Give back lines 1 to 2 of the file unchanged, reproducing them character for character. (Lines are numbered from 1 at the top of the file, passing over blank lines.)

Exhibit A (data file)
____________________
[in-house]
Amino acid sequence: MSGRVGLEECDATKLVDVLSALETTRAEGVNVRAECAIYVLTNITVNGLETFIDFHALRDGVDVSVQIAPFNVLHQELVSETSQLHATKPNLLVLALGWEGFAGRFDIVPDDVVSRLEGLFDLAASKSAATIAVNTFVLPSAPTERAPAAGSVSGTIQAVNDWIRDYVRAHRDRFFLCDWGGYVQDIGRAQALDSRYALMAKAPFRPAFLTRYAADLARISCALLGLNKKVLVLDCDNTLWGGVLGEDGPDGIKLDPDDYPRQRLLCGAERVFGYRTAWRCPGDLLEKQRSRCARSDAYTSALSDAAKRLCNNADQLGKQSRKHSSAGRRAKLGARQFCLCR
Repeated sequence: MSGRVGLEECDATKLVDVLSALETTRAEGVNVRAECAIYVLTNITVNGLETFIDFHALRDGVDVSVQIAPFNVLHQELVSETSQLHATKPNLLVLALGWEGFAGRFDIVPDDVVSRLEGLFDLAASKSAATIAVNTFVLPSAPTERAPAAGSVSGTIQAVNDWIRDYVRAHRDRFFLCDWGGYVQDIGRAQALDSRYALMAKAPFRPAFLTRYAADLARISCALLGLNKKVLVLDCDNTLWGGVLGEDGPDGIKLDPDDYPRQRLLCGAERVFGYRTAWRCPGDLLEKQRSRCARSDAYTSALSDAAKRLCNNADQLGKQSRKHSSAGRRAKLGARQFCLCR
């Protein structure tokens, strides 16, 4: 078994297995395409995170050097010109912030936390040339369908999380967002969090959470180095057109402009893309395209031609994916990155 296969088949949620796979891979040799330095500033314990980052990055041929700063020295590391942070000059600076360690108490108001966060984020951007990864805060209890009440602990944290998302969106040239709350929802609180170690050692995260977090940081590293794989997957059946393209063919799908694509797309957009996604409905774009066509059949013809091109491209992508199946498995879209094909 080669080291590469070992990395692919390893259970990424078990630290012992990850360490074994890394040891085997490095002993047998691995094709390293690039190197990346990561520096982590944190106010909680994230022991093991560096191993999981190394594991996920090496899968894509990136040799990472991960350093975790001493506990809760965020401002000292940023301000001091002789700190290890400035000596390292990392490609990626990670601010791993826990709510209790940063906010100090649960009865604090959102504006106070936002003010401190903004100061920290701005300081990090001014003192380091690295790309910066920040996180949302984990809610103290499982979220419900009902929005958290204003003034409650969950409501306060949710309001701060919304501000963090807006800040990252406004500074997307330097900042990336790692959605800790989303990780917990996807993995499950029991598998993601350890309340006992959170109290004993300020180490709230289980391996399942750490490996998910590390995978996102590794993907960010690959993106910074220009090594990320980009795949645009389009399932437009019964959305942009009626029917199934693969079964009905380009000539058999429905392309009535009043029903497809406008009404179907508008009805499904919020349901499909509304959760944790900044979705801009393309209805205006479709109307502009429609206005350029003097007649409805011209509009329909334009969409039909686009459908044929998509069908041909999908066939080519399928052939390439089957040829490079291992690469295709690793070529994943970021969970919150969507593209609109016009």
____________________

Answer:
[in-house]
Amino acid sequence: MSGRVGLEECDATKLVDVLSALETTRAEGVNVRAECAIYVLTNITVNGLETFIDFHALRDGVDVSVQIAPFNVLHQELVSETSQLHATKPNLLVLALGWEGFAGRFDIVPDDVVSRLEGLFDLAASKSAATIAVNTFVLPSAPTERAPAAGSVSGTIQAVNDWIRDYVRAHRDRFFLCDWGGYVQDIGRAQALDSRYALMAKAPFRPAFLTRYAADLARISCALLGLNKKVLVLDCDNTLWGGVLGEDGPDGIKLDPDDYPRQRLLCGAERVFGYRTAWRCPGDLLEKQRSRCARSDAYTSALSDAAKRLCNNADQLGKQSRKHSSAGRRAKLGARQFCLCR